(with the exception of Sutherland Pond and Mineral
Spring Brook) are part of the water supply for Cornwall
and Highland Falls. State and local laws prohibit
public use of these waters in any form, i.e. swimming,
bathing, boating, fishing, etc.
- No open fires are allowed at any
- Camping and overnight stays by
the public are not permitted.
- Hunting and fishing privileges
are restricted to members of the Black Rock Forest
Fish and Game Club. Hunting is further limited to
State of New York deer season in compliance with New
York State DEC rules and regulations. Any carrying
or usage of firearms by permit only.
- All forest contents are (e.g. wild
plant and animal materials, rock, soils, etc.) are
the property of the preserve and may not be collected
without prior written permission of the Forest Director
or Forest Manager.
- Dogs are permitted in the forest
only if kept on a leash and under control at all times.
- Please stay on forest trails at
all times to minimize impact.
- Do not disturb scientific and educational
equipment and materials in the forest; violators will
- Scientific and educational use
of the forest is limited to members of the Black Rock
Forest Consortium; if interested please contact the
- All organized groups (hiking, birding
groups, etc.) must register with the forest office
prior to visiting.
A variety of natural hazards are indigenous
to the forest. Travel trails at your own risk as the
management does not claim that these are free from potential
hazards. Be especially aware of loose rocks and steep
slopes. Snakes and other forest animals can be dangerous
and/or act violently if approached. Some wildlife, such
as ticks and raccoons, may carry diseases such as lyme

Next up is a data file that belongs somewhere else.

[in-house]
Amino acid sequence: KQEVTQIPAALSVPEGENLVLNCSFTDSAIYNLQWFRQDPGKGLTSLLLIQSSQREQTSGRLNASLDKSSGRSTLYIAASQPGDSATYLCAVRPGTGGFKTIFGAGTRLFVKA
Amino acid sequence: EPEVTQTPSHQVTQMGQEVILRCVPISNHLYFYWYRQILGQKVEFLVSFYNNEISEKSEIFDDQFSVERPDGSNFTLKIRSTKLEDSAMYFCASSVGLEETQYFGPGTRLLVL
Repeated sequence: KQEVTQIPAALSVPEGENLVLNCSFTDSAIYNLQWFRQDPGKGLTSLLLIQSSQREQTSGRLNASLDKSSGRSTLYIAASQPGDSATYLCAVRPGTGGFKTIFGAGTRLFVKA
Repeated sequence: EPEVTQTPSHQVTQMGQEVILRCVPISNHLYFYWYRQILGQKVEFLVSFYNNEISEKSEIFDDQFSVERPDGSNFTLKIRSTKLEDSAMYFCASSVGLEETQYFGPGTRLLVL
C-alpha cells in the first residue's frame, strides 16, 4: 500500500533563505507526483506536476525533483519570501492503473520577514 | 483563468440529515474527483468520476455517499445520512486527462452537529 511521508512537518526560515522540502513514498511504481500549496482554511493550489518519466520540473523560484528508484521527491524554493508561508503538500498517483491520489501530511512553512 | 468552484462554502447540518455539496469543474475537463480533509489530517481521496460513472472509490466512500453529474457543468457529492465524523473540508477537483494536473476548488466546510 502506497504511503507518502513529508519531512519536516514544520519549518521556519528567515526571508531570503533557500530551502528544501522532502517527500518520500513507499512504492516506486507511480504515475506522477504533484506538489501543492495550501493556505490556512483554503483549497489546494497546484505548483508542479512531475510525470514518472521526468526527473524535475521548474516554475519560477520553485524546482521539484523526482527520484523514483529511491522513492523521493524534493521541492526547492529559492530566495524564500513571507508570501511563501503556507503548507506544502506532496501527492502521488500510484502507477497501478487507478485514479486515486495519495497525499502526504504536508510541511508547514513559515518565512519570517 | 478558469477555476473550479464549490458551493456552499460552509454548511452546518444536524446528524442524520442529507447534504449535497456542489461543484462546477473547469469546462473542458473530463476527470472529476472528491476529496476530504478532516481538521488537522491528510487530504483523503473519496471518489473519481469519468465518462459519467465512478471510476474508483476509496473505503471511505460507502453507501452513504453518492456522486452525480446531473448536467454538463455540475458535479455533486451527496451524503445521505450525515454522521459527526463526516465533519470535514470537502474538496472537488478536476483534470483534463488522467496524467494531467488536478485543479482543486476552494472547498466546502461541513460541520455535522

disease or rabies. Use Caution. Some plants, such as
poison ivy, may be harmful if contacted. Do not consume
surface or spring water or any plant or animal materials
as they may be harmful to your health. Be particularly
alert for vehicles,bikes, etc., when traveling in the
forest. Bad weather can occur unexpectedly; be advised
no shelter is available in the forest.
Forest visitors are not charged for
access, but the consortium is dependent on voluntary
contributions to cover a portion of the cost of maintaining
the forest. Suggested donations are $2 for adult and
$1 per child, per visit. Be more generous if you can.
Suggested map donation is $1 to help defer some of the
accrued printing cost. Please consider supporting our
efforts to keep Black Rock clean and beautiful and provide
broad educational benefits by contributing to our friends
of Black Rock campaign. Details about Friends of Black
Rock Forest are available at the Center for Science
and Education and on the Information Board near the
you may encounter members of the Black Rock Forest Patrol.
These are volunteers from the local community here to
watch for any problems in the forest. Please contact
them if you need assistance and treat them courteously.
We thank the New York-New Jersey Trail Conference for
maintaining the following trails: Scenic, Stillman,
Sackett, Duggan, Chatfield, Secor, Ledge, Ryerson, Stropel,
Split Rock and the two short side trails to Spy Rock
and Eagle Cliff.